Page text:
Reputation not spotless

In 1989, the Oilers took Pittsburgh into overtime in an AFC wild-card playoff game. Houston's Lorenzo White fumbled in the extra session, and Gary Anderson wound up kicking a 50-yard field goal to lift the Steelers to a 26-23 win.

'Had Lorenzo not fumbled, Jerry would have been coach of the year,' McClain says. After Glanville went to midfield for the traditional handshake, Pittsburgh coach Chuck Noll 'wouldn't let go of his hand and lectured Glanville on dirty play, Noll and other coaches thought when the Oilers got (an opposing ballcarrier) stopped, they'd hold him up, and other players would go in for the ribs and knees. Jerry always denied it.

'The Oilers couldn't get anybody to scrimmage them (in the preseason),' McClain says. 'Two years in a row, they had to fly from Texas to Seattle and back because Chuck Knox was the only NFL coach who would scrimmage the Oilers because of the way they played.'

Longtime Atlanta Journal-Constitution columnist Terence Moore says Glanville thrived on the 'dirty' reputation.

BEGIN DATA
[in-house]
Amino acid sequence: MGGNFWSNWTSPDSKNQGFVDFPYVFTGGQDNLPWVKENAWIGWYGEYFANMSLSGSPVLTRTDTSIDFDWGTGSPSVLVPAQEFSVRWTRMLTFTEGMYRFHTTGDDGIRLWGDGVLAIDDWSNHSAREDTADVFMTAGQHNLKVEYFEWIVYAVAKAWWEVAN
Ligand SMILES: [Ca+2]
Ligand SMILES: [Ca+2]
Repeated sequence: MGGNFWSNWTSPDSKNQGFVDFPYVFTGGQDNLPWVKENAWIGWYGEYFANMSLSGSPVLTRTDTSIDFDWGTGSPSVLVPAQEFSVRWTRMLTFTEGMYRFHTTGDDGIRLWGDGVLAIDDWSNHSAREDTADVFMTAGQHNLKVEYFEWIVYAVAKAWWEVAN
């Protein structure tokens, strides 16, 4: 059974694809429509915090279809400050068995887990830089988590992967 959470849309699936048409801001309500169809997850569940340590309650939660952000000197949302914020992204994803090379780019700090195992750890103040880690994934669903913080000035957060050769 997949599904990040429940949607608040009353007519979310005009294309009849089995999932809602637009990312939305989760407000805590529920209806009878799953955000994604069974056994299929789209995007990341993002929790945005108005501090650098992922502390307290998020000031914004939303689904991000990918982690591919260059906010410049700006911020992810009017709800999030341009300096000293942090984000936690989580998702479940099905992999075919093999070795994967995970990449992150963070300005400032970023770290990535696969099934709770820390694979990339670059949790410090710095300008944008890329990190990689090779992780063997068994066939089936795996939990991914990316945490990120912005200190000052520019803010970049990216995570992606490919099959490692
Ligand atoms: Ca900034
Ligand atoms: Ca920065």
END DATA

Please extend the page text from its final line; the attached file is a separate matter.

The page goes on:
'I don't think it's necessarily true (that he coached dirty football), but perception is stronger than reality,' Moore says. 'He's one of these guys who didn't mind if you thought that, sort of like Al Davis. The guy wears black, for God's sake. He's like one of these intimidating, mysterious-type figures. If he knows he can get inside your head, he likes that. It actually works in his favor when people say things like that.'

Once, to poke fun at the 'Dawg Pound' section of rowdy fans in Cleveland, Glanville was photographed biting into a dog biscuit. The picture made it into the Cleveland-area newspapers.

'Jerry wound up wearing a bulletproof vest for the game and commanded a police escort to get off the field after the game,' McClain says. 'I went by his room at the hotel, and there was a policeman standing guard there, too.'

Former Oregon standout Chris Miller was Glanville's quarterback for most of his four years as head coach in Atlanta.